The founder of the Eastern Trail, John Andrews, passes away in February. Read about his legacy here.


The inaugural John Andrews Memorial 5K Walk/Run is held to honor John Andrews, Eastern Trail founder. Over 100 people came out to run, walk, volunteer, cheer and otherwise support the event and honor John’s memory.


The Eastern Trail Alliance reaches its $4.1 million fundraising goal for the “Close the Gap” campaign to build two bridges in Scarborough that will complete 16 miles of uninterrupted, off-road trail from downtown Saco to Bug Light Park in South Portland. The largest fundraiser in the alliance’s 18-year history was topped off with an additional $500,000 pledge made at the end of the year from the Maine Department of Transportation.

2018
The Eastern Trail Alliance announces its new Blazing the Trail South campaign. When complete, Blazing the Trail South will add 19 miles and extend a current 6.2 mile off road section of the ET providing over 25 miles of off road trail connecting 7 communities in the most densely populated region in the state (Greater Portland, Cumberland and York Counties) providing a safe and convenient facility for bicycle commuters, recreational riders, walkers, and wheelchair users, for transportation, health and enjoyment. Read more about this campaign here.


The first Annual “Taste of the Town” Gala was held at Camp Ketcha in Scarborough. It was a huge success – over 200 people attended and over $12,000 was raised to benefit the Eastern Trail’s “Close the Gap” campaign. Plans are in place to hold this event each spring to raise funds for our trail design and building campaigns.


The Eastern Trail Economic Impact Study is republished with new data collected from surveys taken on the off-road sections of the Eastern Trail between 2017 and 2018. The total count of trail users: 251,978. Significant benefits from the trail include spending by trail users on local businesses, physical and mental health benefits, and eco-tourism by many from away visiting the trail and spending money locally. Read the whole report here.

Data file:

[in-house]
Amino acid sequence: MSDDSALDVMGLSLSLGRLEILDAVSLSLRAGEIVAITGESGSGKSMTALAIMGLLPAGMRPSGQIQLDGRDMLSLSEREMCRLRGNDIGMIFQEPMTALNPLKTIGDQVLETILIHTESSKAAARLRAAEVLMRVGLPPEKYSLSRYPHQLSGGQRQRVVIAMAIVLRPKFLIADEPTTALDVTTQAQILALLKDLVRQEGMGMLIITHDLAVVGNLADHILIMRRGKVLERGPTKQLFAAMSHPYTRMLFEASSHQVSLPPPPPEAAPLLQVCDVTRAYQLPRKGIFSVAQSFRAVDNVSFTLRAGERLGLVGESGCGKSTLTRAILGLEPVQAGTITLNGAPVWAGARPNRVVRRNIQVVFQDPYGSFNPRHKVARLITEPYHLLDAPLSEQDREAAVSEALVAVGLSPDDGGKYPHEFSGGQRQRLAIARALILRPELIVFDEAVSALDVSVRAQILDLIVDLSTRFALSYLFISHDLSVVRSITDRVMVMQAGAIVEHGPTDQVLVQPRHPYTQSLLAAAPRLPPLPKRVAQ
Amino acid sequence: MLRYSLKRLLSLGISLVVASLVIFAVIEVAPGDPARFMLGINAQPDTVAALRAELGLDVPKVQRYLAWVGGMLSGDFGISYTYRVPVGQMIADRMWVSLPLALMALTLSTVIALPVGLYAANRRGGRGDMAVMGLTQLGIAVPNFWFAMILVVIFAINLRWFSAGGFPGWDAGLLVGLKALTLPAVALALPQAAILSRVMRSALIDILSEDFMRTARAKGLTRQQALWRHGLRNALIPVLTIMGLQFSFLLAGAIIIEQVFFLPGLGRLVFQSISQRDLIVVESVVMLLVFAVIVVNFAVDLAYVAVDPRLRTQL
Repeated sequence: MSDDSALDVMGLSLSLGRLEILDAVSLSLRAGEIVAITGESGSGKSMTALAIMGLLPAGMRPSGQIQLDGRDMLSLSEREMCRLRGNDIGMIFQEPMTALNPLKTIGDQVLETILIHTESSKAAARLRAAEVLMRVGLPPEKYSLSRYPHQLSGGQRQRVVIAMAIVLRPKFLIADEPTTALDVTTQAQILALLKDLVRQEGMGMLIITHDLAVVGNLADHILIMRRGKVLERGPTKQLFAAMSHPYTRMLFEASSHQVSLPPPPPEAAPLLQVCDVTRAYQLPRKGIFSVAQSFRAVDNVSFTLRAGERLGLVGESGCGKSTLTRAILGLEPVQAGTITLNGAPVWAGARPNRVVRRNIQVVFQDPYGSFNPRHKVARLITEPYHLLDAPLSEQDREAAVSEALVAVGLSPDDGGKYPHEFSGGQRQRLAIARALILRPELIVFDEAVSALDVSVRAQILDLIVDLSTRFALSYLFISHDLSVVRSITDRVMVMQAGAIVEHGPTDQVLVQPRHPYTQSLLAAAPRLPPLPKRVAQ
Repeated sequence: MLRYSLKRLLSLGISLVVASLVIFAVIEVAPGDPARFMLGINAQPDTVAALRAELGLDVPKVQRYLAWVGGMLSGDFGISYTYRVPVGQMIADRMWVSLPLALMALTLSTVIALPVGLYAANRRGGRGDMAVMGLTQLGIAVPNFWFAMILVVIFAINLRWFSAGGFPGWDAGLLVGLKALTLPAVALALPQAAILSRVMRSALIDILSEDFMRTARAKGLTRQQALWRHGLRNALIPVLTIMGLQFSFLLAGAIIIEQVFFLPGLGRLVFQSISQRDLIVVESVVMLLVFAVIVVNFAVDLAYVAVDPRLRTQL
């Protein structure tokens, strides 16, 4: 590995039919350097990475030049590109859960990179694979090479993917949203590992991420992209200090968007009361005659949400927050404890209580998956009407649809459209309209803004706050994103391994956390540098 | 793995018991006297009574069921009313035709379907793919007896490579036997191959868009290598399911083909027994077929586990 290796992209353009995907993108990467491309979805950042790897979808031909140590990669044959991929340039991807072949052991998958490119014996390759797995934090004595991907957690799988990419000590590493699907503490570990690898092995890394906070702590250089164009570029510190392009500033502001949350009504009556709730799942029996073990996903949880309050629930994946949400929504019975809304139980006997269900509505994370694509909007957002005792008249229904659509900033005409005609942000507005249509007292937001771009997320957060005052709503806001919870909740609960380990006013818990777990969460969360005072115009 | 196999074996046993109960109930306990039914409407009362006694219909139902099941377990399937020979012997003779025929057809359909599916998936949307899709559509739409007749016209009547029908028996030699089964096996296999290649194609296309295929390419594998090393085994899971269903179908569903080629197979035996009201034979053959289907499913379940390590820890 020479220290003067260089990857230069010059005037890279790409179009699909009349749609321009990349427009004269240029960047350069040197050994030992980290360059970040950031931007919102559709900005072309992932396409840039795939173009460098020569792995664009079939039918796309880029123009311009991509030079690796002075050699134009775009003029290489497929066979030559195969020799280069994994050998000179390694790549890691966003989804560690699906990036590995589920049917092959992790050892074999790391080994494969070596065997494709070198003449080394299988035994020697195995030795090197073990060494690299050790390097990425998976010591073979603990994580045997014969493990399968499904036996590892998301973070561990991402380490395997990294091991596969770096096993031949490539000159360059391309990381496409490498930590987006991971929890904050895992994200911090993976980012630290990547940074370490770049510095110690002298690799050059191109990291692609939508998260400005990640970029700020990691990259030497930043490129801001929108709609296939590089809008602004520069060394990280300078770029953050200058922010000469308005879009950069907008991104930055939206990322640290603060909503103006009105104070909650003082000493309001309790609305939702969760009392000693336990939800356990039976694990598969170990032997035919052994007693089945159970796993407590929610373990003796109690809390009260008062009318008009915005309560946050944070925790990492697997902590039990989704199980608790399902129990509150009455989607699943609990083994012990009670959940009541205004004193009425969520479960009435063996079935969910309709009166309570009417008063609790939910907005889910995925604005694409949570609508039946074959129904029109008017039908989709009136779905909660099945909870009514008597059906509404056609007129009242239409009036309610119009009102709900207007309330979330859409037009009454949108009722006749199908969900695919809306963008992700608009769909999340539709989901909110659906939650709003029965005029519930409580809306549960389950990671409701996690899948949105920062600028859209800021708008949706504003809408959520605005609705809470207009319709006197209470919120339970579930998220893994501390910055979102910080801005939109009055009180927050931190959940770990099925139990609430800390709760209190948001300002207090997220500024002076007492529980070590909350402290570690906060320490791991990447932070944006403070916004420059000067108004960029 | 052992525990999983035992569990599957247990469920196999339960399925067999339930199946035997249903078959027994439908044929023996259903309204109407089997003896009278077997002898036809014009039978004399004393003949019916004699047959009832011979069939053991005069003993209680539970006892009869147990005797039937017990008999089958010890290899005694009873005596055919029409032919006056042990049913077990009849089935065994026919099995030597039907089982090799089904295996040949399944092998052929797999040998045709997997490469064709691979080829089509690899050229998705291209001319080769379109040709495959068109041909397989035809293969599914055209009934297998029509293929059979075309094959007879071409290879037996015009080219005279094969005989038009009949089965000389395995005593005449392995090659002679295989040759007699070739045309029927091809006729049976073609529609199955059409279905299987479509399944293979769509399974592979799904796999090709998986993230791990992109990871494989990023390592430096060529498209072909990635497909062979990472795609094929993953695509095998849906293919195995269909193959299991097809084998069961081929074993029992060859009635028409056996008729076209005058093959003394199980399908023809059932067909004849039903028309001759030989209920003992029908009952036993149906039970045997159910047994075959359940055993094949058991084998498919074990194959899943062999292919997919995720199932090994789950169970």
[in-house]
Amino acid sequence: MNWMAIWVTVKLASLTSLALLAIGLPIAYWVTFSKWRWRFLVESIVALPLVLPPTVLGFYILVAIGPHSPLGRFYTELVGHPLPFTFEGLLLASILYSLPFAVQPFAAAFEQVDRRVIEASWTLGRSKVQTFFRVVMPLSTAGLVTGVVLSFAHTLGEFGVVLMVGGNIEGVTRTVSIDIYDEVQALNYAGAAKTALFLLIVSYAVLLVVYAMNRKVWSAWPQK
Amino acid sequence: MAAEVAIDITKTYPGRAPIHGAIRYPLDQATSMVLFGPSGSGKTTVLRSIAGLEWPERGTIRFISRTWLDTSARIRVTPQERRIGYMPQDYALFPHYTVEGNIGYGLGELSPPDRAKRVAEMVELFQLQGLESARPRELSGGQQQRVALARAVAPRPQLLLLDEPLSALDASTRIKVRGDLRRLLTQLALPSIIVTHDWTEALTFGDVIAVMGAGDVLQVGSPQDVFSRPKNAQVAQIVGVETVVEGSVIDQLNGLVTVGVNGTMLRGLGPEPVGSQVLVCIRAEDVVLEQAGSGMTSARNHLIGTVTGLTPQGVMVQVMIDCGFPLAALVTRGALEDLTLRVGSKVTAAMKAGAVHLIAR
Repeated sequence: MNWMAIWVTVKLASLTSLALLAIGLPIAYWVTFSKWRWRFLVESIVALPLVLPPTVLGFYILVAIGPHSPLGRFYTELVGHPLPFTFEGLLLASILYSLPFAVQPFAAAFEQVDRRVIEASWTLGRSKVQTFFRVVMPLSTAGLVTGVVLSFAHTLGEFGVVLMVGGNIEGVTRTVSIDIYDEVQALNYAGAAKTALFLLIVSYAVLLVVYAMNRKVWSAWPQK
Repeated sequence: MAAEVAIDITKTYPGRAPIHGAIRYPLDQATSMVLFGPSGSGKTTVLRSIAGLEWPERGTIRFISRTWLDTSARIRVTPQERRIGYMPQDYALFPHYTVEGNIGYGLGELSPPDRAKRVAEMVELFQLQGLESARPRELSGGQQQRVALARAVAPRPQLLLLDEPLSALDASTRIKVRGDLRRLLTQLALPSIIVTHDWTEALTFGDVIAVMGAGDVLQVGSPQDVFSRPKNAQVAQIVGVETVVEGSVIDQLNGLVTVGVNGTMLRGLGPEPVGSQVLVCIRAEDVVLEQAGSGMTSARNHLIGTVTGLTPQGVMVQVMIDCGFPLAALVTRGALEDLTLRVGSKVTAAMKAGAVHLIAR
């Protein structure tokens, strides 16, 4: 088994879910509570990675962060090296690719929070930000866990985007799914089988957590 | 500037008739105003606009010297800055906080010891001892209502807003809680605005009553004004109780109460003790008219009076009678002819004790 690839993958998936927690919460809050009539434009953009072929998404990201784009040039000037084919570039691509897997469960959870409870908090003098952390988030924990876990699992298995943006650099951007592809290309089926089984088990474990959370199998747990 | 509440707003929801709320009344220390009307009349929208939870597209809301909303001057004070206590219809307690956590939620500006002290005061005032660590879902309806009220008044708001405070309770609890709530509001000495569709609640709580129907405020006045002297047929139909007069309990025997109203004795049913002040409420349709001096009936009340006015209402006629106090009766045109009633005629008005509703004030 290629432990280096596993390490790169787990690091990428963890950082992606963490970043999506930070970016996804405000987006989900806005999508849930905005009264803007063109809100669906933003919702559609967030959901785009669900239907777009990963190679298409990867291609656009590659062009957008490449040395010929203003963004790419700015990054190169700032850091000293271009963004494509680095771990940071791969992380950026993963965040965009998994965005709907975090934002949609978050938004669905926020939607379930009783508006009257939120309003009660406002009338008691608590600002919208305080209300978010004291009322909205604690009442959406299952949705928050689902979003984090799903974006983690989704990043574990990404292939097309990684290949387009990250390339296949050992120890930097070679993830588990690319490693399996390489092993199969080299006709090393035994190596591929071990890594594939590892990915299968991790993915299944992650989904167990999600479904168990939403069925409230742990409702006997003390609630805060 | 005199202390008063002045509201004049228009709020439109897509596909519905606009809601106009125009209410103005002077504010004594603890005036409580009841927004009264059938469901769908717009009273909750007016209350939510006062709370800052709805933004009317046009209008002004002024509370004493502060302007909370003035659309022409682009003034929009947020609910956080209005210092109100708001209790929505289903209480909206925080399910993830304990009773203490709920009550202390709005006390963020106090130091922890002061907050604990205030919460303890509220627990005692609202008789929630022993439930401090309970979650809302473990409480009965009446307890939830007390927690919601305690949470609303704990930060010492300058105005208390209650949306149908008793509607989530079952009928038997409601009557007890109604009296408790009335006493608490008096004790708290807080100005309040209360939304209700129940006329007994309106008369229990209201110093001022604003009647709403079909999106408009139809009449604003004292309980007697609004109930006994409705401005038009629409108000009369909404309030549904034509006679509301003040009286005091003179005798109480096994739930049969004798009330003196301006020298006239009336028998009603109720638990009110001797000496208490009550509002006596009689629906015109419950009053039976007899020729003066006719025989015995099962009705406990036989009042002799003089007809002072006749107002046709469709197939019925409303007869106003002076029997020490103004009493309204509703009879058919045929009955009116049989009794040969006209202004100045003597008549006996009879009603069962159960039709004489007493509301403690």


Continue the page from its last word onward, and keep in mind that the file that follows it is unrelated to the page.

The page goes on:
2019
The “Over The River” trail development campaign is announced. The Cities of Saco and Biddeford are actively seeking alternatives to the current on road route between their two off road trail segments. The preferred route to take the trail Over the River would be to utilize the existing rail corridor and bridge over the Saco – currently owned and operated by Pan Am.


The “Through the Woods” trail development campaign is announced targeting an 18-mile section from Kennebunk through South Berwick. Unitil, the corridor owner, has provided us with a letter of intent for an easement which would grant access for the trail to be located within their right of way. Several local businesses and organizations have sent in letters of support. Many thanks to our two large donors, The Craig Family Trust and the Caiazzo family! Their collective $100,000 contribution helped us launch a fundraising campaign similar to the successful one for Close the Gap. To date, through their support plus donations from Pratt & Whitney, five foundations, the towns of Wells & Kennebunk, Maine DOT and several individual donors, we have raised over $250,000 towards the design and survey for the 10 miles from Kennebunk through Wells and past Pratt & Whitney in North Berwick.

2020
and beyond?
More miles to design and build, but we are making great progress! The Eastern Trail Alliance will continue to support the miles of the Eastern Trail greenway sections that are already completed. It will continue to explore tools and techniques that help to plan, manage and promote trails, such as trail counters.